unliquidatedclaim, sets it up by way of counterclaim, and a
judgment is rendered liquidating such claim, it can be
compensatedagainst the plaintiffs claim from the moment it is
liquidated by judgment. Compensation takes place only if both
obligations are liquidated.

MONTEMAYOR V. MILLORA

FACTS:

On July 24, 1990, respondent Atty. Vicente D. Millora (Vicente)


obtained a loan of P400,000.00 from petitioner Dr. Jesus M.
Montemayor (Jesus) as evidenced by a promissory note executed by
Vicente. On August 10, 1990, the parties executed a loan contract
wherein it was provided that the loan has a stipulated monthly
interest of 2% and that Vicente had already paid the amount
of P100,000.00 as well as the P8,000.00 representing the interest for
the period July 24 to August 23, 1990.
Subsequently and with Vicentes consent, the interest rate was
increased to 3.5% or P10,500.00 a month. From March 24, 1991 to
July 23, 1991, or for a period of four months, Vicente was supposed to
pay P42,000.00 as interest but was able to pay only P24,000.00. This
was the last payment Vicente made. Jesus made several demands for
Vicente to settle his obligation but to no avail.

Thus, on August 17, 1993, Jesus filed before the RTC of Quezon City a
Complaint for Sum of Money against Vicente. On October 19, 1993,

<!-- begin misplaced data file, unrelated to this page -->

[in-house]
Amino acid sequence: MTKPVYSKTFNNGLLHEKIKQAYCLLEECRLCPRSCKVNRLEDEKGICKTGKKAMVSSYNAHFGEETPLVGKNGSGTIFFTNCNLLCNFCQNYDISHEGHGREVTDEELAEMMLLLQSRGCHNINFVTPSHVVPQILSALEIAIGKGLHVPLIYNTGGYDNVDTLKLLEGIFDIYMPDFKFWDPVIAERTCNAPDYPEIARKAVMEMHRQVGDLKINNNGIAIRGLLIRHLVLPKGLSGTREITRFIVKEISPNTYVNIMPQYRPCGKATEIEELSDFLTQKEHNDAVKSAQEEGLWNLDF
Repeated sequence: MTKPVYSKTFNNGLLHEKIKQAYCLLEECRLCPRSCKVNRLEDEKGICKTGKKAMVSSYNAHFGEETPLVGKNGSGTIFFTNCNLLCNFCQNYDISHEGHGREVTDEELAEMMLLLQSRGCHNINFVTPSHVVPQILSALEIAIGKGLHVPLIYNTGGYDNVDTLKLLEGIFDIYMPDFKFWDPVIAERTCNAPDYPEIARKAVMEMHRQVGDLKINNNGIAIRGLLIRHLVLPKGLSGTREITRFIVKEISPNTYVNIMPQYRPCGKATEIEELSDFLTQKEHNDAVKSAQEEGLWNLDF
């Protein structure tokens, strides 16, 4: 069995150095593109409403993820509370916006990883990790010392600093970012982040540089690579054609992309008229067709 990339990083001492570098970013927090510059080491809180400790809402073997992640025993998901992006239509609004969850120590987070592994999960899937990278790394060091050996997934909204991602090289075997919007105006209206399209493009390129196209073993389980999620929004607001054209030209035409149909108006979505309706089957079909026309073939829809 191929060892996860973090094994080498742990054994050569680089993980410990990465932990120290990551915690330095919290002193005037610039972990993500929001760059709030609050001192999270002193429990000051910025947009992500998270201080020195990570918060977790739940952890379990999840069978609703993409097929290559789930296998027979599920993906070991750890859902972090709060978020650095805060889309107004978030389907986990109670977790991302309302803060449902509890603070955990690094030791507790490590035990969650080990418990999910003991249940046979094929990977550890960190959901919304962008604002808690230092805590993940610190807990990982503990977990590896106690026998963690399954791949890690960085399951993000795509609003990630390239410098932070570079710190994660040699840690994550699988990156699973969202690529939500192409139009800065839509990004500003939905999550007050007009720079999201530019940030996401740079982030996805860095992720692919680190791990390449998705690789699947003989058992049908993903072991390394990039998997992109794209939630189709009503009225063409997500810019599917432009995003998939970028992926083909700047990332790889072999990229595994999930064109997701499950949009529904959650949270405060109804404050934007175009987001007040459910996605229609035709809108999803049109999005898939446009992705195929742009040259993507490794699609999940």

Vicente filed his Answer interposing a counterclaim for attorneys fees
of not less than P500,000.00. Vicente claimed that he handled
several cases for Jesus but he was summarily dismissed from
handling them when the instant complaint for sum of money was
filed.

Issue:
Whether or not the obligations are liquidated in order for legal
compensation to take place.

Held:

For legal compensation to take place, the requirements set forth in


Articles 1278 and 1279 of the Civil Code must be present.

A debt is liquidated when its existence and amount are determined. It


is not necessary that it be admitted by the debtor. Nor is it necessary
that the credit appear in a final judgment in order that it can be
considered as liquidated; it is enough that its exact amount is
known. And a debt is considered liquidated, not only when it is
expressed already in definite figures which do not require verification,
but also when the determination of the exact amount depends only
on a simple arithmetical operation
In the instant case, both obligations are liquidated. Vicente has the
obligation to pay his debt due to Jesus in the amount
of P300,000.00 with interest at the rate of 12% per annum counted
from the filing of the instant complaint on August 17, 1993 until fully
paid. Jesus, on the other hand, has the obligation to pay attorneys
fees which the RTC had already determined to be equivalent to
whatever amount recoverable from Vicente. The said attorneys fees